Considering the research compounded with the evidence that indicates that fewer than 30% of people with eating disorders receive professional help, and the knowledge that eating disorders are serious, complex, costly, life-threatening illnesses, there is a compelling argument for breaking down barriers. If awareness through personal narrative can encourage people to seek treatment and provide insight to providers, then perhaps, on balance, it is worth sharing snippets of my story. What’s more, evidence suggests that early intervention plays a huge role in the success rates of eating disorder treatment.

So where to begin? I was diagnosed with anorexia at 16 and I was last in treatment at 28. At 33, I am “well” in a way that I could have never imagined during that 12 year period. Not just in terms of weight and food, as eating disorders are not truly about either, but acknowledging a freedom around food that I have not known since I was around 13 – a full 20 years ago – is a good marker for me.

“I was often told I was “lucky” because I was Asian and thus “tiny” like my mum. I wanted to capitalise on that luck”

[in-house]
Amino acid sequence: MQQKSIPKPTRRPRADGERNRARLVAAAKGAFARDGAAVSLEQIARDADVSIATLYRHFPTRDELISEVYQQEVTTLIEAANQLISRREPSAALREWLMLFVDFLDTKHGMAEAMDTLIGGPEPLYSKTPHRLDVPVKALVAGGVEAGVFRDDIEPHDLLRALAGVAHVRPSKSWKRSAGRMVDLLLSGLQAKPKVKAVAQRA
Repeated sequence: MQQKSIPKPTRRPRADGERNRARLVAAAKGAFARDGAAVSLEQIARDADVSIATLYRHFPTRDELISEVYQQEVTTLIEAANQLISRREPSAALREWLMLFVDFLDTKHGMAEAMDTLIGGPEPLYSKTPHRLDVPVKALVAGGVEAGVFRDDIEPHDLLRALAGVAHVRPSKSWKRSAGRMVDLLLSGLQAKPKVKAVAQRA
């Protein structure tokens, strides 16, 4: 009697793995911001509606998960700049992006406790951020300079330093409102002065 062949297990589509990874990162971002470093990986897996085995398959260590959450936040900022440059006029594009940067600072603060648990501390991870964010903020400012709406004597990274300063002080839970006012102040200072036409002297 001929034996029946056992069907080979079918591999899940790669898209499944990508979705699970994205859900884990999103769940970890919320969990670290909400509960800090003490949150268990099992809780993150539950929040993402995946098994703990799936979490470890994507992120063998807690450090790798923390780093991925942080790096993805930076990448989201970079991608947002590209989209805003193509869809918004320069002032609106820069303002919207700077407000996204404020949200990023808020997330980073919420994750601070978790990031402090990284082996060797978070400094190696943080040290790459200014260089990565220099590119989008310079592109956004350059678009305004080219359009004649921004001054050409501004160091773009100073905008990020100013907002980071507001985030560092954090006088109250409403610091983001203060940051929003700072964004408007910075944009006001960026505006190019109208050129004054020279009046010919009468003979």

Reflecting on some of the disparities in treatment, being brown (I’m mixed race) was never a barrier to treatment *for me*. My weight was always low enough to cause alarm; I was never denied treatment. I now recognise this is a privilege. But being brown factored into my eating disorder in other ways.

Like most kids, I wanted to fit in and was often conscious of being one of the few brown kids. I wanted to distract from the fact I was brown and often wearing second-hand clothes by being the kind of thin that was fashionable at the time. Being thin made me cool; it was my access point to coolness.

I was often told I was “lucky” because I was Asian and thus “tiny” like my mum. I wanted to capitalise on that luck. It took me a long time to come to terms with the fact that I don’t have my mum’s build. I have my white father’s build. Also,  Asian is not a body type. There was the pressure to work twice as hard for half as much, a pressure I feel has only grown since leaving school. There was the everyday racism and microaggressions that come with being “funny tinged” (I’m still not over that expression) and the pressure to be the most palatable kind of Asian in a white world.

It feels so weird to tell this story. I get embarrassed by the fact that I was unwell for so long and that I still struggle with periods of crippling anxiety and low confidence in a way that even I find annoying. But there is a purpose to my work and the more I grow my community, and the more I use my voice, the more courage I have and the more distant my eating disorder story really becomes.